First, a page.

I’m not a psychologist, but I do know sometimes, you just want to spend some cash. You might fall victim to buying those pumps at the mall when you only went looking for a blazer to wear for your much-expected job interview. Or you may find yourself having a little extra time between the time you’re supposed to be at work and your earlier doctor’s appointment so you find yourself in the Starbucks drive-thru, just because you got some extra minutes. I’ve found myself to be in the exact same spot, plenty of the times.
A recent article on the money motivation website dailyworth.com reassured me that at least I’ve beat the 3 Most Common Spending Triggers.
The first one: You spend money to make yourself feel better. Sure, getting a new purse can make a girl’s day much better, but how many purses do you really need? I try to approach this spending pitfall this way: when you have a rough day at work or are feeling down, find something that will make you feel better, without spending a dime. For example, take a long hot bath, or guys- treat yourself for an hour of video games. Do something to forget that you had a bad day.
The second one: You spend money as a reward. I’m all for celebrating when you’ve reached a milestone or you reached your goal. But going on a shopping spree could leave you with something more on your plate: a big credit card bill. I try to always set a limit. Each month, my husband and I set an allowance for “spending money.” It’s my money to spend on whatever I want. So when I lose a few pounds or I made it through the first year at my company, I will dip in to that spending money to treat myself to a massage that I’ve already set money aside for. If it’s budgeted for, it won’t hurt to spend it.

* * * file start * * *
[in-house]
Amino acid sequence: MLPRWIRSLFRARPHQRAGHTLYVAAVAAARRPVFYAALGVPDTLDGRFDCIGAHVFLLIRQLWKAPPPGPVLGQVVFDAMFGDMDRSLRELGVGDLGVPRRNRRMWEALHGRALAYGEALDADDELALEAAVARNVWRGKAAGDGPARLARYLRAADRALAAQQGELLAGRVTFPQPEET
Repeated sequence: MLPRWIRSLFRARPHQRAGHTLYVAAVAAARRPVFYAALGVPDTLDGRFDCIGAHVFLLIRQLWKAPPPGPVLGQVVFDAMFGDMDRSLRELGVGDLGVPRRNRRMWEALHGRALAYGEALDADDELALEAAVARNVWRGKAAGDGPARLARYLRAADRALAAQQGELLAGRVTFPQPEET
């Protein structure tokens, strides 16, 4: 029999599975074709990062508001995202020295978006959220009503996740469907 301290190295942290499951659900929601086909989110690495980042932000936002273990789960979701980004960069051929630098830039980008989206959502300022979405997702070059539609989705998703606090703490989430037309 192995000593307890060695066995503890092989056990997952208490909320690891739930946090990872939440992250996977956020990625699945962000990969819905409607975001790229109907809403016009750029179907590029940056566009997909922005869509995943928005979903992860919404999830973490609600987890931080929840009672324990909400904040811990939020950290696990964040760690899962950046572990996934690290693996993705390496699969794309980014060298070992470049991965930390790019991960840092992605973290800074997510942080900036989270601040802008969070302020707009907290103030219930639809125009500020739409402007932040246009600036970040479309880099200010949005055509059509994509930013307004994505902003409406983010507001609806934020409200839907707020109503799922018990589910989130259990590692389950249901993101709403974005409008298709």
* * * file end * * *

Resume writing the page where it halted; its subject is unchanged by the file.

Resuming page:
The third one: Stress made you do it. We often hear it — stress makes us fat, angry, detached, sleep deprived and so on. And many times, we shop because we’re stressed. I find exercise is the best cure. Maintaining a routine to hit the gym every morning before work, or running around the neighborhood and smelling the fresh air normally makes me feel balanced, ready to take on spending temptations. I also try to plan everything out, so I have less of a chance to find myself stressed of the unknown and end up hitting the sales rack.
Overall, finding those tips that work for you is key. Maybe you hate the gym — try hiking to relieve some stress. Perhaps getting yourself a new outfit is not a bad reward for congratulating yourself on a project well completed — but set yourself a limit so you don’t feel worse when it’s time to do your bills. And, invest in healing mechanisms. Try reading, blogging, journaling, researching, catching up with friends, playing with the kids, designate a craft day or a relaxing weekend. Having fun and feeling better doesn’t have to put a dent in your wallet.